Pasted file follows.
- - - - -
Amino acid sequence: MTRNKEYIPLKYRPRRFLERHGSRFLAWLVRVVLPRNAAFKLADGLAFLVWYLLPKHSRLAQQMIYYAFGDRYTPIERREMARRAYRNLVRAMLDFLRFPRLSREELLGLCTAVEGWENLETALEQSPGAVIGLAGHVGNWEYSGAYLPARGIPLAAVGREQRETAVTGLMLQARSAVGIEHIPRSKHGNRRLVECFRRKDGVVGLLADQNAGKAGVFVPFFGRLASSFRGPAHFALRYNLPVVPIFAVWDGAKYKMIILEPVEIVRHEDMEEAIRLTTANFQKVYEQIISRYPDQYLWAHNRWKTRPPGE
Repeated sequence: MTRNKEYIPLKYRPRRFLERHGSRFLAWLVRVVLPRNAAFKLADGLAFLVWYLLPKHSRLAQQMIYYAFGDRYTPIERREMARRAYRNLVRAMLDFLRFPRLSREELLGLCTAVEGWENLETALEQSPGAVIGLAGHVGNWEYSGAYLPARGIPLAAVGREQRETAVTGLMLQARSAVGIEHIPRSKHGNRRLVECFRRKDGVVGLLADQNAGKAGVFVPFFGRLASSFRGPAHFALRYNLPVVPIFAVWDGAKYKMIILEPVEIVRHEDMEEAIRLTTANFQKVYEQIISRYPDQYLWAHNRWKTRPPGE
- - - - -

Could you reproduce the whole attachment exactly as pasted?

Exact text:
Amino acid sequence: MTRNKEYIPLKYRPRRFLERHGSRFLAWLVRVVLPRNAAFKLADGLAFLVWYLLPKHSRLAQQMIYYAFGDRYTPIERREMARRAYRNLVRAMLDFLRFPRLSREELLGLCTAVEGWENLETALEQSPGAVIGLAGHVGNWEYSGAYLPARGIPLAAVGREQRETAVTGLMLQARSAVGIEHIPRSKHGNRRLVECFRRKDGVVGLLADQNAGKAGVFVPFFGRLASSFRGPAHFALRYNLPVVPIFAVWDGAKYKMIILEPVEIVRHEDMEEAIRLTTANFQKVYEQIISRYPDQYLWAHNRWKTRPPGE
Repeated sequence: MTRNKEYIPLKYRPRRFLERHGSRFLAWLVRVVLPRNAAFKLADGLAFLVWYLLPKHSRLAQQMIYYAFGDRYTPIERREMARRAYRNLVRAMLDFLRFPRLSREELLGLCTAVEGWENLETALEQSPGAVIGLAGHVGNWEYSGAYLPARGIPLAAVGREQRETAVTGLMLQARSAVGIEHIPRSKHGNRRLVECFRRKDGVVGLLADQNAGKAGVFVPFFGRLASSFRGPAHFALRYNLPVVPIFAVWDGAKYKMIILEPVEIVRHEDMEEAIRLTTANFQKVYEQIISRYPDQYLWAHNRWKTRPPGE